January 09, 2014
Las Vegas: Sony wants India to become its No. 3 market. It's targeting a big sales push that may see the country overtake its home base of Japan, driven by smartphones, the segment that's growing the fastest for the company. The focus on smartphones was renewed last year with the launch of a new range of Xperia devices in India, which currently ranks fourth overall for Sony after China, the US and Japan.
"In the last one year, we gained market share from 4% to 10% in smartphones and now the target is to take it up to 20-25%, which would enable India to become a bigger market for Sony globally," said Sony India managing director Kenichiro Hibi on the sidelines of International CES, the world's largest consumer technology expo that's held annually in Las Vegas.
Globally, Sony is betting that its Xperia smartphones and the latest iteration of the Play Station will help the company regain ground lost to rivals Samsung and LG and restore its stature as a manufacturer of some of the most technologically advanced and most desirable electronic devices. Meanwhile, it needs to overcome the erosion in sales of compact cameras and laptops as smartphones and tablets eat into those markets.
Sony has some way to go before it can catch up in India with smartphone market leader Samsung, which has a 30% share, followed by Micromax with around 25%. They're followed by Karbonn, Apple and Sony with roughly around 10% of the market.
In flat panels, the country's top two brands are Samsung and Sony's Bravia. Sony says it leads in the market for 46 inch LED TVs with a share of around 30%, with Samsung following closely behind. In the overall flat panel TV market, Samsung is the market leader. In other categories, Sony has more than a 50% share of the compact camera market.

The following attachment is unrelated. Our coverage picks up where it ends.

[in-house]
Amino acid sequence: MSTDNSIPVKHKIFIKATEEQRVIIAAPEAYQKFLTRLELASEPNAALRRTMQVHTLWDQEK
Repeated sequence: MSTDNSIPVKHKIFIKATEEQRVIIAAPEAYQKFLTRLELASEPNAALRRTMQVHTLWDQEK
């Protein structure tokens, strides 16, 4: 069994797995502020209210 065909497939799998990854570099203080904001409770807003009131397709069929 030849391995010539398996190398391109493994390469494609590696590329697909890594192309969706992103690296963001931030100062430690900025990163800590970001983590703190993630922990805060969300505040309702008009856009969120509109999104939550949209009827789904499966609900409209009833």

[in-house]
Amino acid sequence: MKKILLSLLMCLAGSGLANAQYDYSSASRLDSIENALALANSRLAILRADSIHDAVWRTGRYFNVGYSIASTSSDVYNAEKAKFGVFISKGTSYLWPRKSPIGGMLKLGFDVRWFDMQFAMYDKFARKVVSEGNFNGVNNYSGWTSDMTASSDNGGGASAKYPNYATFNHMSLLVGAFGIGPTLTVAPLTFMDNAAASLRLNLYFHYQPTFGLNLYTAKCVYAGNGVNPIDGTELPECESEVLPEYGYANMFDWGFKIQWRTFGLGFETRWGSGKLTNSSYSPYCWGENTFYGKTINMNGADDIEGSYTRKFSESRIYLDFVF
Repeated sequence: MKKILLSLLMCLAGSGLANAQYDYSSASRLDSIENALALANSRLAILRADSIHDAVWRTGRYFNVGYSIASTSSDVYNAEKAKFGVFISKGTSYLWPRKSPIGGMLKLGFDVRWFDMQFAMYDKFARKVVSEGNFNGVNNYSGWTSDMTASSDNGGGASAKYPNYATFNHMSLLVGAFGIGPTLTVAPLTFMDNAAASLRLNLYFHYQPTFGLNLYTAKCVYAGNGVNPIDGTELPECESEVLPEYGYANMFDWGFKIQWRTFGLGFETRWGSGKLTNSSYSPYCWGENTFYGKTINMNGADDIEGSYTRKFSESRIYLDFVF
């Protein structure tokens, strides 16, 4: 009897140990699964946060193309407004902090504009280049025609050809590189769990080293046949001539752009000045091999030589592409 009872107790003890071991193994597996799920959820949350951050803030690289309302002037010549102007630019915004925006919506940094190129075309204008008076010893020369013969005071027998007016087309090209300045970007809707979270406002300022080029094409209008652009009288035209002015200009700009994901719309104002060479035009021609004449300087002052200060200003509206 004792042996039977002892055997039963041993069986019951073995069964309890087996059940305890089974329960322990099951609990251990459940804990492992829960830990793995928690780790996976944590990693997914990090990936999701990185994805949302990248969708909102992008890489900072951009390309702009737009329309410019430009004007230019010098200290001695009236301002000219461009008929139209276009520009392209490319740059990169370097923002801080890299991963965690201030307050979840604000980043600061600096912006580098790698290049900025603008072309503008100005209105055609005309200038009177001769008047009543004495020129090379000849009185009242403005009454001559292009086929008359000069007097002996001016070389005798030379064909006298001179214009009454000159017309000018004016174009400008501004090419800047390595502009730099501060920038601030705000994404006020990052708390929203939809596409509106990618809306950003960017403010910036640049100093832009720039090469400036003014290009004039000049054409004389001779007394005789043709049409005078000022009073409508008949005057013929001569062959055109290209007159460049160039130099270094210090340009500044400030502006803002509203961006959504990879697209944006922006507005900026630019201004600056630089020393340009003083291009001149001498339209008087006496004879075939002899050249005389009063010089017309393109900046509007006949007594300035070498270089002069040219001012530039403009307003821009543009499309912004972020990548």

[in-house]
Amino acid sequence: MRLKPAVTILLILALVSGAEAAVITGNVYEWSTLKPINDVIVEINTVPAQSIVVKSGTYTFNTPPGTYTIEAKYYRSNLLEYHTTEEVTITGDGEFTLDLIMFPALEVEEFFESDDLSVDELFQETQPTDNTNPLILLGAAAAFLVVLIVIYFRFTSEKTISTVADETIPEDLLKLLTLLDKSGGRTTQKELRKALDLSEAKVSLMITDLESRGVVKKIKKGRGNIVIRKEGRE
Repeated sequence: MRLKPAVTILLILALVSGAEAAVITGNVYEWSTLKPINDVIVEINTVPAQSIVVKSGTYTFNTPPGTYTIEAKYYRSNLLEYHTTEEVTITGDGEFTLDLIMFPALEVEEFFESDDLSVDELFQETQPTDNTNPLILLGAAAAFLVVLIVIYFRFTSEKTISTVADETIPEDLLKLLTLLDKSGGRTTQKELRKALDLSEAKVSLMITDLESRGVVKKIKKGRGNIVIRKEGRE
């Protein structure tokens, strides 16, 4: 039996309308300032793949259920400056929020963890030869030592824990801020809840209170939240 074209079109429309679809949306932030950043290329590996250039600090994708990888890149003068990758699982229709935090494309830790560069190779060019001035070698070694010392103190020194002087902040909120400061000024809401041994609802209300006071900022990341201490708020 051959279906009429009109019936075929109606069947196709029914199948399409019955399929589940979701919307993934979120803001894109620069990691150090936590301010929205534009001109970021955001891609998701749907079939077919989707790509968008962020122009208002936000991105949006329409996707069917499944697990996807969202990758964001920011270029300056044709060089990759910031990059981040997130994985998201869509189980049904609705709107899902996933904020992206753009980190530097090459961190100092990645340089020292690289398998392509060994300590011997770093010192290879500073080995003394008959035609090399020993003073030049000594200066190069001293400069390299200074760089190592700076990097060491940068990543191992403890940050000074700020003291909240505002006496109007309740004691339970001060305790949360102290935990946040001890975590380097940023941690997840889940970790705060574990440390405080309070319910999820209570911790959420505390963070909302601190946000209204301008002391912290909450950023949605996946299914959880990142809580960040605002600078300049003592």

Sony's India smartphone business is gaining ground on its Bravia flat panel televisions in terms of revenue. Currently, 5% behind, it's poised to exceed the television business in 2014-15.
The Bravia business contributes around 35% to Sony's India revenue. "We plan to significantly expand our smartphone product portfolio, sales and distribution points and marketing investment next year," Hibi said.
"The business strategy is similar to what we did to become market leaders in flat panel televisions — first gain leadership in the premium segment and then skim the entry-level," Hibi said.
Sony plans to introduce more than 10 new smartphone models in India this year, which will involve a few that cost less than.`10,000 compared with just one now. "Even in the entry segment, Sony will be a premium brand and will carve out its niche as compared to the Indian brands, which are only helping to grow the smartphone market," he said.
In the nine months ended December 2013, the company has maintained a growth momentum of 25-30% despite the tough macro-economic scenario, poor consumer sentiment and weakening rupee, Hibi said.